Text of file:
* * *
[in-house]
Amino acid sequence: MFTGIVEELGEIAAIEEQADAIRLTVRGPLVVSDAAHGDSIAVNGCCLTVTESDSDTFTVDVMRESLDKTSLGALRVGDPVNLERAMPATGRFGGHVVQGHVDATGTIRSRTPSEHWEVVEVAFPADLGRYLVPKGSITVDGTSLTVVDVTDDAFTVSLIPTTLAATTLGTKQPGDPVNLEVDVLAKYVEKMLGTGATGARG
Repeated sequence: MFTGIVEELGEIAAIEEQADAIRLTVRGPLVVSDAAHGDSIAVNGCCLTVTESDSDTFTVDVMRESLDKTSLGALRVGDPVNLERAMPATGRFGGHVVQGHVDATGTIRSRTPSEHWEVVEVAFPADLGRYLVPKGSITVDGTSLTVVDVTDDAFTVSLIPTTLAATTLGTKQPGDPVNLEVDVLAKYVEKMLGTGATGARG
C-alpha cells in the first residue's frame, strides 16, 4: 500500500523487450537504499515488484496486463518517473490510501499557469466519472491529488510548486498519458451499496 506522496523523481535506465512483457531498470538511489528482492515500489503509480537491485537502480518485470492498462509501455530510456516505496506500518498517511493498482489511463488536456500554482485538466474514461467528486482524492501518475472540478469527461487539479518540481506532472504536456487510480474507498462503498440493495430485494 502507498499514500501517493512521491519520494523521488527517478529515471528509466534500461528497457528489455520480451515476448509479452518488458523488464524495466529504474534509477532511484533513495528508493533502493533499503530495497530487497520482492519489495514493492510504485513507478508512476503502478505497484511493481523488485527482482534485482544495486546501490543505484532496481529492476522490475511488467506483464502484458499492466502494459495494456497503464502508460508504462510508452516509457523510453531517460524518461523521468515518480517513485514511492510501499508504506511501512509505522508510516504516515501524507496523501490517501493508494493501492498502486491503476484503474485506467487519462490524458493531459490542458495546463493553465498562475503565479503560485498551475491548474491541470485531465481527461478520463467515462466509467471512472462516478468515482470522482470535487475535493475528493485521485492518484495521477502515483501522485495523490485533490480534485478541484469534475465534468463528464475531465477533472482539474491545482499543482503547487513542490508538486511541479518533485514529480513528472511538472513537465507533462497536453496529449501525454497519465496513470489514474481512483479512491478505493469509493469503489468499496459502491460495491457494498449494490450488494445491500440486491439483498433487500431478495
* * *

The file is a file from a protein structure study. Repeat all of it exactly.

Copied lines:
[in-house]
Amino acid sequence: MFTGIVEELGEIAAIEEQADAIRLTVRGPLVVSDAAHGDSIAVNGCCLTVTESDSDTFTVDVMRESLDKTSLGALRVGDPVNLERAMPATGRFGGHVVQGHVDATGTIRSRTPSEHWEVVEVAFPADLGRYLVPKGSITVDGTSLTVVDVTDDAFTVSLIPTTLAATTLGTKQPGDPVNLEVDVLAKYVEKMLGTGATGARG
Repeated sequence: MFTGIVEELGEIAAIEEQADAIRLTVRGPLVVSDAAHGDSIAVNGCCLTVTESDSDTFTVDVMRESLDKTSLGALRVGDPVNLERAMPATGRFGGHVVQGHVDATGTIRSRTPSEHWEVVEVAFPADLGRYLVPKGSITVDGTSLTVVDVTDDAFTVSLIPTTLAATTLGTKQPGDPVNLEVDVLAKYVEKMLGTGATGARG
C-alpha cells in the first residue's frame, strides 16, 4: 500500500523487450537504499515488484496486463518517473490510501499557469466519472491529488510548486498519458451499496 506522496523523481535506465512483457531498470538511489528482492515500489503509480537491485537502480518485470492498462509501455530510456516505496506500518498517511493498482489511463488536456500554482485538466474514461467528486482524492501518475472540478469527461487539479518540481506532472504536456487510480474507498462503498440493495430485494 502507498499514500501517493512521491519520494523521488527517478529515471528509466534500461528497457528489455520480451515476448509479452518488458523488464524495466529504474534509477532511484533513495528508493533502493533499503530495497530487497520482492519489495514493492510504485513507478508512476503502478505497484511493481523488485527482482534485482544495486546501490543505484532496481529492476522490475511488467506483464502484458499492466502494459495494456497503464502508460508504462510508452516509457523510453531517460524518461523521468515518480517513485514511492510501499508504506511501512509505522508510516504516515501524507496523501490517501493508494493501492498502486491503476484503474485506467487519462490524458493531459490542458495546463493553465498562475503565479503560485498551475491548474491541470485531465481527461478520463467515462466509467471512472462516478468515482470522482470535487475535493475528493485521485492518484495521477502515483501522485495523490485533490480534485478541484469534475465534468463528464475531465477533472482539474491545482499543482503547487513542490508538486511541479518533485514529480513528472511538472513537465507533462497536453496529449501525454497519465496513470489514474481512483479512491478505493469509493469503489468499496459502491460495491457494498449494490450488494445491500440486491439483498433487500431478495